Christ arose and His resurrection and the fact that He lives are absolutely the source of my Hope, but it is not where my Hope is fixed. My Hope is fixed on what is yet to be because He lives, a beautiful dawning yet to come. My hope is fixed “fully on the grace that will be brought to [all who believe] at the revelation of Jesus Christ” (1 Pet 1:13). My Hope is fixed on His imminent return, on the day that “the sun of righteousness will rise with healing in its wings; and [we] will go forth and skip about like calves from the stall” (Mal 4:2). My spirit groans for the day when “God shall wipe away all tears from [our] eyes; and there shall be no more death, neither sorrow, nor crying, neither shall there be any more pain: for the former things are passed away” (Rev 21:4).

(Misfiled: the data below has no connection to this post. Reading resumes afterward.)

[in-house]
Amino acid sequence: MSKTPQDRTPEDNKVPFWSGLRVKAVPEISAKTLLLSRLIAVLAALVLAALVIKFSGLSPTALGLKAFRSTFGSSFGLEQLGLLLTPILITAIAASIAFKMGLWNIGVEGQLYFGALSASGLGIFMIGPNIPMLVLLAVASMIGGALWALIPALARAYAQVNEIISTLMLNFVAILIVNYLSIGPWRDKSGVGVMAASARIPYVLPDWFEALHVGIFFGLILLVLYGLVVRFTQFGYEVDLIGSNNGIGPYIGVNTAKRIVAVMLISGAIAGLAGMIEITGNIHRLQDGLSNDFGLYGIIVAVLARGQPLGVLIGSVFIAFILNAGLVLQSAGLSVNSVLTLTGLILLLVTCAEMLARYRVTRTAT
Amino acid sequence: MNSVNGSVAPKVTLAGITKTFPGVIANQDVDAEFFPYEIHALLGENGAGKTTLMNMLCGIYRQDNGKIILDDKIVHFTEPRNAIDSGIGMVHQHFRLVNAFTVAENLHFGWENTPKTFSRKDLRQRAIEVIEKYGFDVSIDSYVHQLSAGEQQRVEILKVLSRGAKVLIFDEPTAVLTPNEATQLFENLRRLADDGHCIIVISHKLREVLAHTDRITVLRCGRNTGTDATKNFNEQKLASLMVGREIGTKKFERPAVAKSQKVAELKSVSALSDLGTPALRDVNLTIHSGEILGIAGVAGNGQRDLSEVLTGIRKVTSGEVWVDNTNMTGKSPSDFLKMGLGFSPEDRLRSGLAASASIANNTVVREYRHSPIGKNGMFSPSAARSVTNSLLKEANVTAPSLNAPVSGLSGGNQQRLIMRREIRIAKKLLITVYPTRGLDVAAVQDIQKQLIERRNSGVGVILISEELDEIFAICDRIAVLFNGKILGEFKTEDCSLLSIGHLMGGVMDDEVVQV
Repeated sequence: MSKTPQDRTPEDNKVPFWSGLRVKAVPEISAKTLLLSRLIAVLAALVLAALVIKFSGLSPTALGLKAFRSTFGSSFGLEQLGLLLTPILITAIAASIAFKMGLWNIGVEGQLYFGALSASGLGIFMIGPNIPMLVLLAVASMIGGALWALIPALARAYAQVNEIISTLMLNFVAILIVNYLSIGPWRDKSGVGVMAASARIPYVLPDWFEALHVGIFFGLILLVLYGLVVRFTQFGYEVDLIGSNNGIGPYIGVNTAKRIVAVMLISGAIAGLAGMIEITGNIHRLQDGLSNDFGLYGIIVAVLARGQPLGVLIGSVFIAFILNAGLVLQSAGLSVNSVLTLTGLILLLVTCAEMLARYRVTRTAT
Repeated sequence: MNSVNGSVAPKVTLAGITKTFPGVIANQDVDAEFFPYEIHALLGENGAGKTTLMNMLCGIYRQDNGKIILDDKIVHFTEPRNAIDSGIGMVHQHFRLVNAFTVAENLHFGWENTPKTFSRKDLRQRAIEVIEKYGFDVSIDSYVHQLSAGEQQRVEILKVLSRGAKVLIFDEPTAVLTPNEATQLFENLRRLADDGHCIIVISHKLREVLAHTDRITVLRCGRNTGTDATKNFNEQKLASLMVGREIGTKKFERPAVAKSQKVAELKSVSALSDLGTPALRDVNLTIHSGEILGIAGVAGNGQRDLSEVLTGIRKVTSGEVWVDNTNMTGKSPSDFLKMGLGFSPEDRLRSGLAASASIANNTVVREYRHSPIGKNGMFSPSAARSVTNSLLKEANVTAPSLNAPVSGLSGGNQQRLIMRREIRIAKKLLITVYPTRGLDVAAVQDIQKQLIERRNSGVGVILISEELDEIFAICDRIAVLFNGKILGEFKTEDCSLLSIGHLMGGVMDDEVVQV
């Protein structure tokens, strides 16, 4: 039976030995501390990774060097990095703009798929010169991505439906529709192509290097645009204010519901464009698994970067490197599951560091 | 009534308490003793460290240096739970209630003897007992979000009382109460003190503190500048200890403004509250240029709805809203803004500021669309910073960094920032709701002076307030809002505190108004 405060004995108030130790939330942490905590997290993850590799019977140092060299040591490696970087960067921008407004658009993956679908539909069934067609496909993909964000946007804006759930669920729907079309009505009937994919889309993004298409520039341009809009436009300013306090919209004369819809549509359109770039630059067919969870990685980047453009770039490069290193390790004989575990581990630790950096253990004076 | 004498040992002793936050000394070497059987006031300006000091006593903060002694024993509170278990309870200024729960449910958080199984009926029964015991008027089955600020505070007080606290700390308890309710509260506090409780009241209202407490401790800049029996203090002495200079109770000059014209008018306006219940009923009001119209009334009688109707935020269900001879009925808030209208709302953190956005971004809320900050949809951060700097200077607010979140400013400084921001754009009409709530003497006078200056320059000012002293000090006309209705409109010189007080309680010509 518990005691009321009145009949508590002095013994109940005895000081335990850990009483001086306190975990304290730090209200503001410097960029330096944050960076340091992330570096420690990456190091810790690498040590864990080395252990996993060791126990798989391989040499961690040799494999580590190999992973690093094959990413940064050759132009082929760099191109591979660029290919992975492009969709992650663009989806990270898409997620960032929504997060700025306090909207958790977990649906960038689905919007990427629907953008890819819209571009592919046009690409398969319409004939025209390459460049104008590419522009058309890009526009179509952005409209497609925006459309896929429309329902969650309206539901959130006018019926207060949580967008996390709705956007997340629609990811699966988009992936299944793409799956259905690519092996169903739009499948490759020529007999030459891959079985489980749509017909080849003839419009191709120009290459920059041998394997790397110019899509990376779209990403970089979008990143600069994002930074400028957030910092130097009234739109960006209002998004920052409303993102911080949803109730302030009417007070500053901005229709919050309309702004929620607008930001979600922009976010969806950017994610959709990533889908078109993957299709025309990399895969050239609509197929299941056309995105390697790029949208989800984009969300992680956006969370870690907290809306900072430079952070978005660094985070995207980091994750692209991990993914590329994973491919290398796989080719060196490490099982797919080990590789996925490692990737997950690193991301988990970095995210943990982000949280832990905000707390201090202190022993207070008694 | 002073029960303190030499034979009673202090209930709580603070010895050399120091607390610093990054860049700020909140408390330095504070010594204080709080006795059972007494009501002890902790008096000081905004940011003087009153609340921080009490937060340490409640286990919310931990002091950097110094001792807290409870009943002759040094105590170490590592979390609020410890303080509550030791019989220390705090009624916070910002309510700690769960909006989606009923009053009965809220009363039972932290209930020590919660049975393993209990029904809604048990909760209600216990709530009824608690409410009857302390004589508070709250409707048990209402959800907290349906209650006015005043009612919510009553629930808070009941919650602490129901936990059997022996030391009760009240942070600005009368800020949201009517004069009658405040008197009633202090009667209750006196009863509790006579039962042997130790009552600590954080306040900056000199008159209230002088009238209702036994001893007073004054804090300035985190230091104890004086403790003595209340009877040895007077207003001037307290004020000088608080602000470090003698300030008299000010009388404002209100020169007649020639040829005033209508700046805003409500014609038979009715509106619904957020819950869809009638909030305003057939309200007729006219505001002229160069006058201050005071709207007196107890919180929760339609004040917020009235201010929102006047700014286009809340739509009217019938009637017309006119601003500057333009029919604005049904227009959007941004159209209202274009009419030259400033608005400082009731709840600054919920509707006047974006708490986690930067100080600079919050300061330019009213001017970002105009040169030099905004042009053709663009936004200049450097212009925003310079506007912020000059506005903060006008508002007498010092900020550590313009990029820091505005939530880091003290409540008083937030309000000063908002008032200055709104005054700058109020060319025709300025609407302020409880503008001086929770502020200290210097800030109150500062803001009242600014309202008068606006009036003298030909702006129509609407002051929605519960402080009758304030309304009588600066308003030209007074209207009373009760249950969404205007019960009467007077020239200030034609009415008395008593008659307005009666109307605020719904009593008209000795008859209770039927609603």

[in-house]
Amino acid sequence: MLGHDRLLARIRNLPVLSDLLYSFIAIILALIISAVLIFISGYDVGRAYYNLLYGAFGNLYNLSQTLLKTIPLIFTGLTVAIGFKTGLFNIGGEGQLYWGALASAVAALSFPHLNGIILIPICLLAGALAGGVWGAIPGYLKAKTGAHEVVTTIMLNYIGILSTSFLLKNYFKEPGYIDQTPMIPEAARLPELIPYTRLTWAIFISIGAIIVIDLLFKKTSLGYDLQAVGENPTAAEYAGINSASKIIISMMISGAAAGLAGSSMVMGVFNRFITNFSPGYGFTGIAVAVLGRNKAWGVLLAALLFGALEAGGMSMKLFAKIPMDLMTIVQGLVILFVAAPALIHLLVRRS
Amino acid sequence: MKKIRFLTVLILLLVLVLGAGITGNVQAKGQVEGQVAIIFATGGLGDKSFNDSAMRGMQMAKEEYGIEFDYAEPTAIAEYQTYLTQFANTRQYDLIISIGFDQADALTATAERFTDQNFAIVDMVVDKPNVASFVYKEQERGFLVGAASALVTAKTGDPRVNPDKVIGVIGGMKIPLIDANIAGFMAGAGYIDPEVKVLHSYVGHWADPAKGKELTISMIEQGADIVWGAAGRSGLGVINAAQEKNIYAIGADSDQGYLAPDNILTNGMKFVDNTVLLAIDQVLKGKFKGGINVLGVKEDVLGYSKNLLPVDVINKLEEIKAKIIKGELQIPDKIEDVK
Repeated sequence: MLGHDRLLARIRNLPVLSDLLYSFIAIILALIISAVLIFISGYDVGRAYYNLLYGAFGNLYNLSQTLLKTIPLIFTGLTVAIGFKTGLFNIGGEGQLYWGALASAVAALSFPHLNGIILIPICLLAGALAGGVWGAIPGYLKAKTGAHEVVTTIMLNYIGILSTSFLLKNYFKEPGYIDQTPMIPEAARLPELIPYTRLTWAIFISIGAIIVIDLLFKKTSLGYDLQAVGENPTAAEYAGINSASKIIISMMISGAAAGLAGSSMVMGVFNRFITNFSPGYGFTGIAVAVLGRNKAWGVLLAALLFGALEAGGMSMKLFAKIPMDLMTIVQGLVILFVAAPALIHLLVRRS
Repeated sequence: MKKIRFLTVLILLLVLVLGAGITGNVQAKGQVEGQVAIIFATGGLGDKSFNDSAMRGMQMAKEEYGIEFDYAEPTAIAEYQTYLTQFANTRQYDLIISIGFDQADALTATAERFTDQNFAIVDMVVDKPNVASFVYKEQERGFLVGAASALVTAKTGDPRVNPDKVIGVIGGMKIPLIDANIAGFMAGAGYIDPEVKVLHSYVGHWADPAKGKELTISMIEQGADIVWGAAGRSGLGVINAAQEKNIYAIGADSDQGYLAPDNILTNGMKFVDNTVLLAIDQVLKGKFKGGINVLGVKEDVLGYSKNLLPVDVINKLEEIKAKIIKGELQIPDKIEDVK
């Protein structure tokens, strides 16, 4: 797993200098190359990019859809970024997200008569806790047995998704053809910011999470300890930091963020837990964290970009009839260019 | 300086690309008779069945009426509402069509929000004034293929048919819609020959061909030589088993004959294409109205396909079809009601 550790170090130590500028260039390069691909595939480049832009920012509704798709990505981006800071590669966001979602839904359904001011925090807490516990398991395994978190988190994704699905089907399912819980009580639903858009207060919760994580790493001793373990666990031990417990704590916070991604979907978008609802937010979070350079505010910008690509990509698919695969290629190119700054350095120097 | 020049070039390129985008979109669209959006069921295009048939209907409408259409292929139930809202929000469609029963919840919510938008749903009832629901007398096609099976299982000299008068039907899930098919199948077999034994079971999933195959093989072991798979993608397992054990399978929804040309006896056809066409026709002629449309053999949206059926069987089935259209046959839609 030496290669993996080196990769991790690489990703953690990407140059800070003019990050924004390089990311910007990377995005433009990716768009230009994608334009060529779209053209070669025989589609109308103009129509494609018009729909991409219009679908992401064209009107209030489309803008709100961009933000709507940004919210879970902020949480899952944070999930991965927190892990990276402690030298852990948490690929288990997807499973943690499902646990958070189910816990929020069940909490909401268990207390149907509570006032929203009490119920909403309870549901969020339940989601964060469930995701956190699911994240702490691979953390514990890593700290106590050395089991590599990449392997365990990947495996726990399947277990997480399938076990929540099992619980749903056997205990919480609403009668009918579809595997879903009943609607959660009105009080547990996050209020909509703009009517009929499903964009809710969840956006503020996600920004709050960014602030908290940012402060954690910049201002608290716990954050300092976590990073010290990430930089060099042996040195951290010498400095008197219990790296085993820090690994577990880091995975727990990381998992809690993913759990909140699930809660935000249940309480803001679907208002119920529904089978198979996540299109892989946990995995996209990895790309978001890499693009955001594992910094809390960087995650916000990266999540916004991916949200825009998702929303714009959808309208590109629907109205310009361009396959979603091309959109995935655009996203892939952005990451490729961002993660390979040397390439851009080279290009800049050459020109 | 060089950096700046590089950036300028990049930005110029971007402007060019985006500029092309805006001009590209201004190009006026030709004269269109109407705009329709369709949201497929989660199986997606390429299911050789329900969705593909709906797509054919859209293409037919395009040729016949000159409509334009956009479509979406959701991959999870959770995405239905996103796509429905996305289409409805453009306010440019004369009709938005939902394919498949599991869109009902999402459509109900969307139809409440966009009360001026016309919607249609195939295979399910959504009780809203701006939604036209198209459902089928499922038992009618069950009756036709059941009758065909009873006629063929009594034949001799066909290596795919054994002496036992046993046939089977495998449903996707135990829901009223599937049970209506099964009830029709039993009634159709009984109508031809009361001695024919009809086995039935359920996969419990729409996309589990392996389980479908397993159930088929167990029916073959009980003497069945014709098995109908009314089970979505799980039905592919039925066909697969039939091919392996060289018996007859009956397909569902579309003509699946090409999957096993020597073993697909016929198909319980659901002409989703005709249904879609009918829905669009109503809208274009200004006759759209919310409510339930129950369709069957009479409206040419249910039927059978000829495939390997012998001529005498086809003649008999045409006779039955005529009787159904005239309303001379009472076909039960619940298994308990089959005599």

Christ’s resurrection powerfully transforms this life through the Hope of the next. If we somehow view the resurrection only in terms of its impact on this present life apart from eternity we are missing the greatest blessing. “If in Christ we have hope in this life only, we are of all people most to be pitied” (1 Cor. 15:19). It is the eternal impact of the resurrection that we celebrate. Because Christ secured eternity for those who believe, we are able to say with Paul, “we do not lose heart, but though our outer man is decaying, yet our inner man is being renewed day by day. For momentary, light affliction is producing for us an eternal weight of glory far beyond all comparison, while we look not at the things which are seen, but at the things which are not seen; for the things which are seen are temporal, but the things which are not seen are eternal” (2 Cor. 4:16-18)